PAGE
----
3. 3. A system according to claim 1, wherein the wireless handheld terminal (2) has a display (6).
  4. 4. A system according to claim 3, wherein the user via the user interface (7) can control a single device (3, 4, 5), wherein the display (6) indicates which device (3, 4, 5) has been chosen to control.
  5. 5. A system according to claim 4, wherein the display (6) indicates which functions of the chosen device (3, 4, 5) can be controlled by the terminal (2).
  6. 6. A system according to claim 5, wherein the display (6) indicates which specific user input controls which specific controllable function.
  7. 7. A system according to claim 6, wherein the peripheral electronic devices comprise one or more of the following devices: a television (3), a media player (4), a video recorder and a personal computer (5).
  8. 8. A system according to claim 7, wherein the wireless handheld terminal (2) is a mobile phone, a wireless phone or a personal digital assistant (PDA).
  9. 9. A system according to claim 1, wherein the user interface comprises a keypad (7).
  10. 10. A system according to claim 1, wherein
    the wireless handheld terminal (2) further comprises
    a terminal control unit (12) for generating first control commands in response to the user input,
    a terminal transmitter (13) for transmitting the first control commands to the headset hub (1), and wherein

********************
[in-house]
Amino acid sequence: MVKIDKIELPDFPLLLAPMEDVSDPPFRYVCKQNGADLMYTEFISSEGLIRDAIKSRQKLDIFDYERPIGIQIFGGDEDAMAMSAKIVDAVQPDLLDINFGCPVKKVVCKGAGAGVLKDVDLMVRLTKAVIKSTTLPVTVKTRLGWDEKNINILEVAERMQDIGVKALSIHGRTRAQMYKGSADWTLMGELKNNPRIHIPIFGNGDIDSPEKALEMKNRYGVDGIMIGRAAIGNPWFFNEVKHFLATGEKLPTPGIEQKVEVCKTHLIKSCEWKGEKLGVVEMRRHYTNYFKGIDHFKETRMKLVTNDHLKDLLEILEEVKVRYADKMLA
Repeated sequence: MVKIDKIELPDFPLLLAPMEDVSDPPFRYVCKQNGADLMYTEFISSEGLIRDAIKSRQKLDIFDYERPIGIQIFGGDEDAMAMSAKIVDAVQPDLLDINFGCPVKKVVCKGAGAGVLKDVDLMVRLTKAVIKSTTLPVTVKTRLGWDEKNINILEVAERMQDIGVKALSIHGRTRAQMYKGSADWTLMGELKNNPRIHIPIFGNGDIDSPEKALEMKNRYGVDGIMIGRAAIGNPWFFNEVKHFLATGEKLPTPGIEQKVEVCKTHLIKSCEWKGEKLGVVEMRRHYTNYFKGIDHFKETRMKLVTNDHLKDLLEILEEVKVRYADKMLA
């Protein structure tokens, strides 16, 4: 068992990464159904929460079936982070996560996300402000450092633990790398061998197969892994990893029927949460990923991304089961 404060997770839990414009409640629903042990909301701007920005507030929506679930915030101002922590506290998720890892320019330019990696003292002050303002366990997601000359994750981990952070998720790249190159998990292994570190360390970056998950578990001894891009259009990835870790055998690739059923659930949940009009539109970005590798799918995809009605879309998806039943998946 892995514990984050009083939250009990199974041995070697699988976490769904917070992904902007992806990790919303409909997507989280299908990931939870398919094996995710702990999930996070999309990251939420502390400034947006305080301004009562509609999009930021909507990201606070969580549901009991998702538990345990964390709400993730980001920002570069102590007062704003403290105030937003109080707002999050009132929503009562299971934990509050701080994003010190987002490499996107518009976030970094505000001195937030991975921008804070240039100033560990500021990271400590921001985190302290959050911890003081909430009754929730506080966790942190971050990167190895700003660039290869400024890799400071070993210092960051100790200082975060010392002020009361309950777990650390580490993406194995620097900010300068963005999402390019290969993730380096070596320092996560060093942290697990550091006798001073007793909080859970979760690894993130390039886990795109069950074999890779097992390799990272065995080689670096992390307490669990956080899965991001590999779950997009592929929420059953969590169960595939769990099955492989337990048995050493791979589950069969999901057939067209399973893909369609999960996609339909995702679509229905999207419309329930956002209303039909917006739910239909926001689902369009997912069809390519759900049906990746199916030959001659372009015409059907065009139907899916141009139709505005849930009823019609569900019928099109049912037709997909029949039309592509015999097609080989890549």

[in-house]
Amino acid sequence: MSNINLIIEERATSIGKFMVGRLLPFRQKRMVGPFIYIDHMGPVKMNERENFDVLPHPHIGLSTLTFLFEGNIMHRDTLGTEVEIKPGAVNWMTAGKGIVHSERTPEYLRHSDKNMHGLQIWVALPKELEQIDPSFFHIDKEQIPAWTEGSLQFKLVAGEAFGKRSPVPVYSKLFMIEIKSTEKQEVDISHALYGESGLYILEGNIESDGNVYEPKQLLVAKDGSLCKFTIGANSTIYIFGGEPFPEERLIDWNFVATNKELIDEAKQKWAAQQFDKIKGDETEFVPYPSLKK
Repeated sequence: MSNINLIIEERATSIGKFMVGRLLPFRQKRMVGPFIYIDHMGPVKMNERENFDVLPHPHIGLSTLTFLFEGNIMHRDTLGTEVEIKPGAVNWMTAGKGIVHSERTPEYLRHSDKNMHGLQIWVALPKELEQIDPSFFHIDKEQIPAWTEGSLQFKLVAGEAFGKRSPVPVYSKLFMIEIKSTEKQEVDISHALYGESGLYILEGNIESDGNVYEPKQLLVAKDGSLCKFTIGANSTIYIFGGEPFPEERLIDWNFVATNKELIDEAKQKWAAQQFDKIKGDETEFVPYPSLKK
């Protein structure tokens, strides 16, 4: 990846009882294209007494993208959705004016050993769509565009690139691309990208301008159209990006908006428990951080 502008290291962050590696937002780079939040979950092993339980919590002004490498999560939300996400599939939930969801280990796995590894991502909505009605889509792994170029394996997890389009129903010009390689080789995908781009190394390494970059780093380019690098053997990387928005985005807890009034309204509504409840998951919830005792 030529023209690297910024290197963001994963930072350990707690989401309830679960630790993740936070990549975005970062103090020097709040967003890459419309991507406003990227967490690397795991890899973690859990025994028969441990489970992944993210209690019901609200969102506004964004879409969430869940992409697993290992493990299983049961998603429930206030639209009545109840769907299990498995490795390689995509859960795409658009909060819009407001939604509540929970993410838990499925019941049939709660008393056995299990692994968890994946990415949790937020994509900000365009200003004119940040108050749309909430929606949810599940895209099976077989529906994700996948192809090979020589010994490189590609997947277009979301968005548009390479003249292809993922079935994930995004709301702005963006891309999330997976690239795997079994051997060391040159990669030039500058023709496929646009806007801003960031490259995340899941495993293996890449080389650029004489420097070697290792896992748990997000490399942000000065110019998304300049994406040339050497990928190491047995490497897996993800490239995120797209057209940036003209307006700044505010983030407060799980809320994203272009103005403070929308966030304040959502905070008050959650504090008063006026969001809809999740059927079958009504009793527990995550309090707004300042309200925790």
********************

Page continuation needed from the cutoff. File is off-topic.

the headset hub (2) comprises
    a headset receiver (14) for receiving the first control commands from the terminal (2),
    a headset control unit (15) for generating second control commands in response to the reception of the first control commands,
    a headset transmitter (16) for transmitting the second control commands to one of the peripheral electronic devices (3, 4, 5), and wherein
    each of the peripheral electronic devices (3, 4, 5) comprises
    a device receiver (31, 41, 51) for receiving the second control commands,
    a device control unit (32, 42, 52) for controlling the device in response to the reception of the second control commands from the headset hub.
  11. 11. A system according to claim 1, wherein the headset hub (1) comprises at least one speaker (17) and a headset receiver (14) for receiving a first audio signal and relaying the first audio signal to the speaker (17).
  12. 12. A system according to the claim 11, wherein the same headset receiver (14) is adapted to receive the first control commands and the first audio signal.
  13. 13. A system according to claim 10, wherein the headset (1) comprises a microphone (18) and a headset transmitter (16) for transmitting a second audio signal generated by the microphone (18).